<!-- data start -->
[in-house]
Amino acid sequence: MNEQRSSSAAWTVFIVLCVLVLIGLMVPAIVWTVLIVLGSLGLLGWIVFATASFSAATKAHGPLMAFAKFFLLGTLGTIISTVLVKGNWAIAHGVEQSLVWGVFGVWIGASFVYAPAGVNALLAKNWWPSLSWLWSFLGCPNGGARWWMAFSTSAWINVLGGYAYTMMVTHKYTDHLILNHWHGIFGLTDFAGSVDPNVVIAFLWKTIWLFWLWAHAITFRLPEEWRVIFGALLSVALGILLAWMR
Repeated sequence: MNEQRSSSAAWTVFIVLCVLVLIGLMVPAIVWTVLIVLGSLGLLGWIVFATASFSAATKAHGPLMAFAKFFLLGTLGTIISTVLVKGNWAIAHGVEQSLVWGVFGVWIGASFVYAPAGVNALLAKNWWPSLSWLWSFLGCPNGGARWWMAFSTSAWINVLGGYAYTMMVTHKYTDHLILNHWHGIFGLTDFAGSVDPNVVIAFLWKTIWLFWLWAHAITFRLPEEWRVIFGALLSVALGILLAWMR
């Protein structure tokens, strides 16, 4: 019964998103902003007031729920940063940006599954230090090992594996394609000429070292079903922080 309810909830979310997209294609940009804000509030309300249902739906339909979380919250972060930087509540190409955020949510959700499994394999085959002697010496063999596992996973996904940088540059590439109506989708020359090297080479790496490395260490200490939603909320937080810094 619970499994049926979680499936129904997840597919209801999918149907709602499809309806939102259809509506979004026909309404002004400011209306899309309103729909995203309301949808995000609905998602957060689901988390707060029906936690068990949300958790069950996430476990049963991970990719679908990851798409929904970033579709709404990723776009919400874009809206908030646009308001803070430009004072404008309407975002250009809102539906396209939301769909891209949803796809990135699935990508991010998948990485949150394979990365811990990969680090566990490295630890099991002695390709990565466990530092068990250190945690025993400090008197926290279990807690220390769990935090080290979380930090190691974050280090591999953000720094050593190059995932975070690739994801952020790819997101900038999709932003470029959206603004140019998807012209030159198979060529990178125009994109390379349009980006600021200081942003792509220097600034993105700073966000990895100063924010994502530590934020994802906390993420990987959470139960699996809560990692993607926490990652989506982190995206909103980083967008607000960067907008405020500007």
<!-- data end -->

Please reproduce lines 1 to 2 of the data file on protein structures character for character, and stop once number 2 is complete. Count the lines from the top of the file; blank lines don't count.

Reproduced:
[in-house]
Amino acid sequence: MNEQRSSSAAWTVFIVLCVLVLIGLMVPAIVWTVLIVLGSLGLLGWIVFATASFSAATKAHGPLMAFAKFFLLGTLGTIISTVLVKGNWAIAHGVEQSLVWGVFGVWIGASFVYAPAGVNALLAKNWWPSLSWLWSFLGCPNGGARWWMAFSTSAWINVLGGYAYTMMVTHKYTDHLILNHWHGIFGLTDFAGSVDPNVVIAFLWKTIWLFWLWAHAITFRLPEEWRVIFGALLSVALGILLAWMR